June 12: The Letter MKO Abiola Would Have Written To Buhari
Following announcement by President Muhammadu Buhari that the Democracy Day holiday that usually holds every May 29, in commemoration of the Day that effectively marked the end of military rule in Nigeria leading to successful handover to civilian authorities, has been moved to June 12, being the date the late Chief Moshood Kashimawo Olawale Abiola contested and reportedly won the June 12, 1993 presidential election, and conferment of the nation’s highest honour, Grand Commander of the Federal Republic, GCFR, on him, meanings have been read into it and many have wondered if MKO Abiola would have accepted the offer by Buhari if he was still alive.
Abiola was a well known, highly respected and celebrated philanthropist, detribalized Nigerian who was non-discriminatory in his association with the major religions in Nigeria. It was then little wonder that when he contested the election in 1993, Nigerians from all walks of life irrespective of tribe and religion voted massively for him.
Below is the kind of letter I imagine Abiola would have written to Buhari with regard to the honour bestowed on him.
Your Exccellency Sir,
It was with profound humility and heartfelt gratitude that I received the news of your decision to bestow upon me our great country’s highest honour, the Grand Commander of the Federal Republic, GCFR, alongside my running mate at the 1993 presidential election, Alhaji Babagana Kingibe, as GCON, as the acclaimed winners of that historic election.
Since the announcement was made I have been inundated with calls, messages and visits by family members, friends, associates and Nigerians in general, some of who congratulated me for the rare honour done me as they see, and rightly so, this honour as the just and fair culmination of my personal, collective and long struggle for the emancipation of Nigerians from abject poverty, injustice, insecurity, massive infrastructural decay, endemic corruption and such other socio-political and economic malaise that have bedeviled our nation from independence but which has become worse in recent times without any hope to turn the situation around.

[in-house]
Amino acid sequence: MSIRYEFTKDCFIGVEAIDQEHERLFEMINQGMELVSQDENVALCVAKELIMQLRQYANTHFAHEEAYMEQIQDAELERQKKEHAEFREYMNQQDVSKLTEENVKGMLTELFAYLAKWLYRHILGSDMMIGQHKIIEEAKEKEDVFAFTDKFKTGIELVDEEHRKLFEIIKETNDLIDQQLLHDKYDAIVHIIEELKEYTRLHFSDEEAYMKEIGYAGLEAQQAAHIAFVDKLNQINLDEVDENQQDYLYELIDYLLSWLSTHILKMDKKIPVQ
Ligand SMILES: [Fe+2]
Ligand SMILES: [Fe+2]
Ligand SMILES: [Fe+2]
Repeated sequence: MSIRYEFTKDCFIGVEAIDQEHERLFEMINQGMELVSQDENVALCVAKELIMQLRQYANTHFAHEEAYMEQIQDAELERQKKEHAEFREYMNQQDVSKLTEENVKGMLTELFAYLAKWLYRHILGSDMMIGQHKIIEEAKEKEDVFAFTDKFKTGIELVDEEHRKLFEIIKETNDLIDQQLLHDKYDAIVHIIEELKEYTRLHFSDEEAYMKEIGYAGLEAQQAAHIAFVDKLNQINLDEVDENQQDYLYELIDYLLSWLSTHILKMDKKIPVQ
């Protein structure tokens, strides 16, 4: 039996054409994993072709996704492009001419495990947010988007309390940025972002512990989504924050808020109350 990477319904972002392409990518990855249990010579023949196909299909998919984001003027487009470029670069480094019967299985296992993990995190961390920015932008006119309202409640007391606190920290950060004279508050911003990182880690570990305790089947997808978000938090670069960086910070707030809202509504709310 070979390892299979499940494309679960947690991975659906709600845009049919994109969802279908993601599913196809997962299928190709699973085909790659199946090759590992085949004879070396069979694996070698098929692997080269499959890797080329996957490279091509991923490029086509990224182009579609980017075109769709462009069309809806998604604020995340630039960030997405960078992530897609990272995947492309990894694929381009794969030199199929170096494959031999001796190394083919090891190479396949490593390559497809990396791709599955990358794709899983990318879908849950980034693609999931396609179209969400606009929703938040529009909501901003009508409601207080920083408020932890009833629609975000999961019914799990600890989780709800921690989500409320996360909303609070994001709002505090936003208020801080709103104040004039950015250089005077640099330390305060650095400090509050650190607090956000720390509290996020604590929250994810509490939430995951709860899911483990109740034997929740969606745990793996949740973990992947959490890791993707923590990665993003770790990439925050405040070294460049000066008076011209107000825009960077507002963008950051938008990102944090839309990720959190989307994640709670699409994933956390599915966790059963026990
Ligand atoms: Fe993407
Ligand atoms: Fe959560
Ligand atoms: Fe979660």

While many have continued to congratulate and rejoice with me, many more have asked if I would accept the honour considering that the principles and vision that compelled me to throw my all into the murky waters of Nigerian politics despite my globally acknowledged success in business have continued to elude our good people and nation.
If anything, ‘Hope’ which was the slogan of our campaign then has been totally obliterated from the psyche of Nigerians today. Our people from all walks of life threw away their fault lines, jettisoned their ethnic and religious differences and voted massively for us in that election, even though it was a Muslim/Muslim ticket, as an indication of their resolve to confidently and firmly place their hope in me, a man they saw as one of them and freely associated with, for a better nation. I have therefore spent the last few days in solemn reflection and sober consultation with my Creator on the right decision to take at this time.
All my life, I have always stood for justice, equity and fairness to everyone irrespective of tribe and religion, virtues that are not difficult to see in my businesses. The truth is that our country has never been so divided as she is today under your watch.
Recall that the same goodwill that attended my election in 1993 was again on display in 2015 when Nigerians decided to also place their hope in you for a better nation. When you came on board as president of our dear country, I had no doubt whatsoever in my mind that you had all it takes to rebuild the nation and move it forward from where you met it and even create an atmosphere where it would be possible for Nigerians to vote for a Christian/Christian or Muslim/Muslim ticket without much ado.
But never did anyone ever think that your promise during the campaigns to fight corruption would not only be selective, adorned with media drama and razzmatazz but also viciously executed without prosecutorial decorum or processes and flagrant display of executive power, a situation that has seen so many high profile corruption cases lost in court where it matters most.
While I commend you for attempting at all to fight corruption, I am sad to remind you that the selective fight against corruption is the chief of corruption. I have observed with grief how many politicians who had corrupt cases against them before you became president seem to have suddenly become lords and dons again once they defect to your party, the APC.